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The Most Influential People in Dance Today

For Dance Magazine's 90th anniversary issue, we wanted to celebrate the movers, shakers and changemakers who are having the biggest impact on our field right now. There were so many to choose from! But with the help of dozens of writers, artists and administrators working in dance, the Dance Magazine staff whittled the list down to those we felt are making the most difference right now.

Click through the links below to find out why they made our list.


Michelle Dorrance

Benjamin Millepied

Katherine E. Brown

Sydney Skybetter

Marc Bamuthi Joseph

Liz Lerman

Monica Bill Barnes

Justin Peck

Linda Shelton

Alastair Macaulay

Ohad Naharin

Gilda Squire

Christy Bolingbroke

The Actors Fund

International Association for Dance Medicine & Science

Michael M. Kaiser

Misty Copeland

Maria Kochetkova

Lil Buck

Ryan Heffington

Robert Battle

Pamela Tatge

Lourdes Lopez

Andy Blankenbuehler

Alexei Ratmansky

Amy Fitterer

Gina Gibney

The Harkness Foundation for Dance

Joe Lanteri

Larissa Saveliev

Glorya Kaufman

Nico Muhly

Max Richter

Joby Talbot

Who did we miss? Send us your suggestions. We'll be publishing a Readers' Choice companion to this story.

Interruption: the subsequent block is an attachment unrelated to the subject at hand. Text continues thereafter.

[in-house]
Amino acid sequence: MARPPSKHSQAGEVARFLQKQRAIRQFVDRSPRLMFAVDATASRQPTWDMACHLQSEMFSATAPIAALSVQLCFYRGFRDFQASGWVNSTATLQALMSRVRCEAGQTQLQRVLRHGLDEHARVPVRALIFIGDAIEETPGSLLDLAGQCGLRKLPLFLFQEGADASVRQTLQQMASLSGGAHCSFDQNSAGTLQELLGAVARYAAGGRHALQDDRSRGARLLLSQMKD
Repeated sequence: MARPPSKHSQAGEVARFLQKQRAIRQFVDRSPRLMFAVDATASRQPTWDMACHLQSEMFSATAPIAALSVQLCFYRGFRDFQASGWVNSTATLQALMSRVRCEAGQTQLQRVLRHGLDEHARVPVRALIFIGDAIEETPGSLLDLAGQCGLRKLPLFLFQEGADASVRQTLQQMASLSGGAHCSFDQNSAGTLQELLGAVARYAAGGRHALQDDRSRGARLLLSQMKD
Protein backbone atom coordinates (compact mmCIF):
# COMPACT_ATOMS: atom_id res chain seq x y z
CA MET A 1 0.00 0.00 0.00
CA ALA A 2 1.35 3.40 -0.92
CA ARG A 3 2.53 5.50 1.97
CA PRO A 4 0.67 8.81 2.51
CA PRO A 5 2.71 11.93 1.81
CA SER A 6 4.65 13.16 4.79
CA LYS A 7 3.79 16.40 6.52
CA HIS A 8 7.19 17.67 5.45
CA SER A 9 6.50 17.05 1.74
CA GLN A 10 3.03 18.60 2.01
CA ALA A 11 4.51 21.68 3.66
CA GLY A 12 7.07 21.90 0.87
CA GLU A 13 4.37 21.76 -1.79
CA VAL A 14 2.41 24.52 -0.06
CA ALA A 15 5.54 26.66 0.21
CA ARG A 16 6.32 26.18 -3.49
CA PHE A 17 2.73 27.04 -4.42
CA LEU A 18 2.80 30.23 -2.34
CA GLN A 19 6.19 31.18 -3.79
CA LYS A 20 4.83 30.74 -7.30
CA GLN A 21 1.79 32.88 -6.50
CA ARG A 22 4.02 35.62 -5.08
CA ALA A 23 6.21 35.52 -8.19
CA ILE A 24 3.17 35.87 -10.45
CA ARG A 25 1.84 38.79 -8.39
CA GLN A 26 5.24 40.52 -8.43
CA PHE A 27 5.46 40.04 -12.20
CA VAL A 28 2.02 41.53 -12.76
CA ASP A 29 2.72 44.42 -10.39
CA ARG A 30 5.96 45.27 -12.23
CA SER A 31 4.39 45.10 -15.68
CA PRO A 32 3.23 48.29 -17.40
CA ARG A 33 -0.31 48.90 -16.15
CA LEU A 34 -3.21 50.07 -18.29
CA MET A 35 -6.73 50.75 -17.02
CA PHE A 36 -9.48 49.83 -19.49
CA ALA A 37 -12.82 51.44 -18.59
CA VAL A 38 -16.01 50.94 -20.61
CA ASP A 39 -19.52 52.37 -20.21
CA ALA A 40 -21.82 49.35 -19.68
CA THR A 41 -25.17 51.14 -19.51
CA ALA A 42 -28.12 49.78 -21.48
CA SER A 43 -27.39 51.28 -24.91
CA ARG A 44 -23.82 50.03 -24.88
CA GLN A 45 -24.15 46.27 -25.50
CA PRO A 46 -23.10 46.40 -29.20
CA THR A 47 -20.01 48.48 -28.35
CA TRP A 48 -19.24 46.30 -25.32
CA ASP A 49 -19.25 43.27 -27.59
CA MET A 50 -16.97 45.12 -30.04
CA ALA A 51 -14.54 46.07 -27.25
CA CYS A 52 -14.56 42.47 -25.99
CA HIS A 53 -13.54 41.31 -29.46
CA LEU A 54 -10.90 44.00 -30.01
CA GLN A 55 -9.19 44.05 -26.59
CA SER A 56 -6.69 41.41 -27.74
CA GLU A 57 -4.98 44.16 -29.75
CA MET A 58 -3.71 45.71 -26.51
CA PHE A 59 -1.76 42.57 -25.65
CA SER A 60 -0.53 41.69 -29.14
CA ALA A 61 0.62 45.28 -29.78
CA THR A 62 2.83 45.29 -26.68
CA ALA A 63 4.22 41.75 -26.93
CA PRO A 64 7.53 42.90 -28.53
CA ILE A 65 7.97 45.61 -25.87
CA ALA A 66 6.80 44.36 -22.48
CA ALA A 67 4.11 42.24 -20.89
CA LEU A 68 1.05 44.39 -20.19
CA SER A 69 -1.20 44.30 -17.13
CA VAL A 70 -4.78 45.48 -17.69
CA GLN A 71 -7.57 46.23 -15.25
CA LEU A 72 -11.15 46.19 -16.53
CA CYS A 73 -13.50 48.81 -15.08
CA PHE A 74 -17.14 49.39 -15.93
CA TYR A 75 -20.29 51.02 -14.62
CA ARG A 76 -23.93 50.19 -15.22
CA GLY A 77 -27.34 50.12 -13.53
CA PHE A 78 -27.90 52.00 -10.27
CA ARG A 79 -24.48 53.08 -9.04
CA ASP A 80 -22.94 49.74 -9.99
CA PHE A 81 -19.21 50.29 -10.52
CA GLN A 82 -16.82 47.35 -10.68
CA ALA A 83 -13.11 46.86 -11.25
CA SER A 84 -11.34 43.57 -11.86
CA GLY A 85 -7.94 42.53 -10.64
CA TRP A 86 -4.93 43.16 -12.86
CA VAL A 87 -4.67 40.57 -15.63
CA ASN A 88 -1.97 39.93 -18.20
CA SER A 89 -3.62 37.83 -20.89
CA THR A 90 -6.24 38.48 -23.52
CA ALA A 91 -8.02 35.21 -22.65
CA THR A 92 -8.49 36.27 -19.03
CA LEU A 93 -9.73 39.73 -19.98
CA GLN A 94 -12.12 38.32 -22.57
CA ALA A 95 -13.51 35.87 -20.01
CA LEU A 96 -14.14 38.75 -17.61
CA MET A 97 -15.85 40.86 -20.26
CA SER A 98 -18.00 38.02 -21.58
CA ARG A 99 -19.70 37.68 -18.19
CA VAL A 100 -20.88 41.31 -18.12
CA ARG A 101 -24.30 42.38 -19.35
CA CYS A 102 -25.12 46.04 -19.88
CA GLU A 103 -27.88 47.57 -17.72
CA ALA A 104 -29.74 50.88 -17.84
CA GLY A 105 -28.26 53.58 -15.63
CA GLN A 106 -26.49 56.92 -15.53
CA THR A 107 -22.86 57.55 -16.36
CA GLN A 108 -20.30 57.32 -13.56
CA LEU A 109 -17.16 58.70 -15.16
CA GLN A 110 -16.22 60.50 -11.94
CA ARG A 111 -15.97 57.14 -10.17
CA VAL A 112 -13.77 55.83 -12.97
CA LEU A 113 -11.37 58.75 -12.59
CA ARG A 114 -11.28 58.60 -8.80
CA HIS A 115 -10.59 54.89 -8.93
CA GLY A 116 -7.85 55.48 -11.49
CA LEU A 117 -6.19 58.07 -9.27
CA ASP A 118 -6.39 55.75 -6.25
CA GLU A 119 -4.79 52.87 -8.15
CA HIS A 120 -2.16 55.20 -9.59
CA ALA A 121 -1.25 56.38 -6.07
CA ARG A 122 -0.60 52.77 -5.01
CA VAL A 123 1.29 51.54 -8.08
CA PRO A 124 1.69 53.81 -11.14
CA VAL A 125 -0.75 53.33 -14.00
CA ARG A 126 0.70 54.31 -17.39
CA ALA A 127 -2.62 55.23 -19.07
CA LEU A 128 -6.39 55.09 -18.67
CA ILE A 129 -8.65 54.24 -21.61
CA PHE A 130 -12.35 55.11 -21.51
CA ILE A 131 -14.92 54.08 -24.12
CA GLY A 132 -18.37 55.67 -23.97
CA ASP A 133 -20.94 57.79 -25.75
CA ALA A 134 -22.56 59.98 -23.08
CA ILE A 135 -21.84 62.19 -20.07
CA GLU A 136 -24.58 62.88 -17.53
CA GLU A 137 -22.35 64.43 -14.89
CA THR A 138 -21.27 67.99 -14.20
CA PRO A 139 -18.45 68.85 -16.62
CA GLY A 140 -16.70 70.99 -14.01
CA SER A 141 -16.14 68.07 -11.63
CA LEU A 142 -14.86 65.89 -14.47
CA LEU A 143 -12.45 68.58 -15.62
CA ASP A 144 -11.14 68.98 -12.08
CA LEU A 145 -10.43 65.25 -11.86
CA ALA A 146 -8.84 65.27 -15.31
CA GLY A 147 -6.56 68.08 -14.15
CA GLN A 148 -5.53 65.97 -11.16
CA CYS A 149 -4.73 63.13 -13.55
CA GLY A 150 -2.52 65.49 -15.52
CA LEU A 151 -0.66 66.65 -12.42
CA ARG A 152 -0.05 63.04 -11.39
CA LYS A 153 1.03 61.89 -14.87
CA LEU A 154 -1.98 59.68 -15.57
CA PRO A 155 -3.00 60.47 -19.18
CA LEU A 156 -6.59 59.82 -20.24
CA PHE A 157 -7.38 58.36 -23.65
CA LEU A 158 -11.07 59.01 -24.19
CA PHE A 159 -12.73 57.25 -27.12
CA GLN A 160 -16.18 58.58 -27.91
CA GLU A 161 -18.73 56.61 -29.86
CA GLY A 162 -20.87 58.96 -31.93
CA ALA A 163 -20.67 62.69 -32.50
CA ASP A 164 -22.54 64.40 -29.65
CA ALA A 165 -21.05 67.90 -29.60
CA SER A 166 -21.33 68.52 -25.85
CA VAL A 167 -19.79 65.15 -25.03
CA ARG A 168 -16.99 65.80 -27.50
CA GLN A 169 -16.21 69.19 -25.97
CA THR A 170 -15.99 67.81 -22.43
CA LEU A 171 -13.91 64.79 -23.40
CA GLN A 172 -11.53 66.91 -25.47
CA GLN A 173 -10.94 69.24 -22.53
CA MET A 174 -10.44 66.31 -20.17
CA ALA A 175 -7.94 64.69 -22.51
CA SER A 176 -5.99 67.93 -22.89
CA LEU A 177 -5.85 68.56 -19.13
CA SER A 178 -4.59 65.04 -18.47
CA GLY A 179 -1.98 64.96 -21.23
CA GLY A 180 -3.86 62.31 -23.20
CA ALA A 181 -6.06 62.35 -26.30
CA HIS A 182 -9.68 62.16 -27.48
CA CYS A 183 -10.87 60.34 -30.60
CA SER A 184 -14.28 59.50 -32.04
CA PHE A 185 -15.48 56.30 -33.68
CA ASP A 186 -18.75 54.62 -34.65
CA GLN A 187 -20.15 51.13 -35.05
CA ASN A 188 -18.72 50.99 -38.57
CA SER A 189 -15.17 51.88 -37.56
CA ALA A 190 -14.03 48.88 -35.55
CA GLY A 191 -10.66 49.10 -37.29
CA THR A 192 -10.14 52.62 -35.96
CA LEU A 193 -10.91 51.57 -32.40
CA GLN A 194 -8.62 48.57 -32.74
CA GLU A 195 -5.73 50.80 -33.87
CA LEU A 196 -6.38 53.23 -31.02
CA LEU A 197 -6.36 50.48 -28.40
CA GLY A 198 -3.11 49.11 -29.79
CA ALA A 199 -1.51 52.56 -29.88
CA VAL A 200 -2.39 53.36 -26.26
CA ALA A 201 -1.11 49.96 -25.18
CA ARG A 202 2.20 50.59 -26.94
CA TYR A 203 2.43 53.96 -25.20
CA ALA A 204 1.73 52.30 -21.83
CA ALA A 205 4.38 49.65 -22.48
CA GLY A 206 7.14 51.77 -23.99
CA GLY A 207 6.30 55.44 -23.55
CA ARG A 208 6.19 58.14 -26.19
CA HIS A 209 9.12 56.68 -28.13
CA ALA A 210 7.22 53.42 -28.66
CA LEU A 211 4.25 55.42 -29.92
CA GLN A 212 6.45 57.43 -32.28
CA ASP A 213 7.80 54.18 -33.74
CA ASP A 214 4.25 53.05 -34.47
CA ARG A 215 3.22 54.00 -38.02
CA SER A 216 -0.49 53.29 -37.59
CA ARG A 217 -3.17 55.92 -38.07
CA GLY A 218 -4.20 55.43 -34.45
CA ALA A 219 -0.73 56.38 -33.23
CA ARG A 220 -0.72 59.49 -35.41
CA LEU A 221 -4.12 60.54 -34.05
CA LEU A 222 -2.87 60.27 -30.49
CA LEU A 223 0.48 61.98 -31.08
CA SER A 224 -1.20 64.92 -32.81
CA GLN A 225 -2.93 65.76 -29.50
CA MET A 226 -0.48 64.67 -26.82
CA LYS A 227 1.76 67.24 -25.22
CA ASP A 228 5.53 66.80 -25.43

News
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Sponsored by Harlequin Floors
Left: Hurricane Harvey damage in Houston Ballet's Dance Lab; Courtesy Harlequin. Right: The Dance Lab pre-Harvey; Nic Lehoux, Courtesy Houston Ballet.

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In Memoriam
A flyer showing Alberto Alonso, Fernando Alonso, Benjamin Steinberg and Alicia Alonso. Photo courtesy the author

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My father, the late conductor Benjamin Steinberg, was the first music director of the Ballet de Cuba, as it was called then. I grew up in Vedado on la Calle 1ra y doce in a building called Vista al Mar. My family lived there from 1959 to 1963. My days were filled with watching Alicia teach class, rehearse and dance. She was everything: hilarious, serious, dramatic, passionate and elegiac. You lost yourself and found yourself when you loved her.

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In 2017, as a result of a growing list of letters from audience members, to New York City Ballet's ballet master in chief Peter Martins reached out to us asking for assistance on how to modify the elements of Chinese caricature in George Balanchine's The Nutcracker. Following that conversation, we founded the Final Bow for Yellowface pledge that states, "I love ballet as an art form, and acknowledge that to achieve a diversity amongst our artists, audiences, donors, students, volunteers, and staff, I am committed to eliminating outdated and offensive stereotypes of Asians (Yellowface) on our stages."

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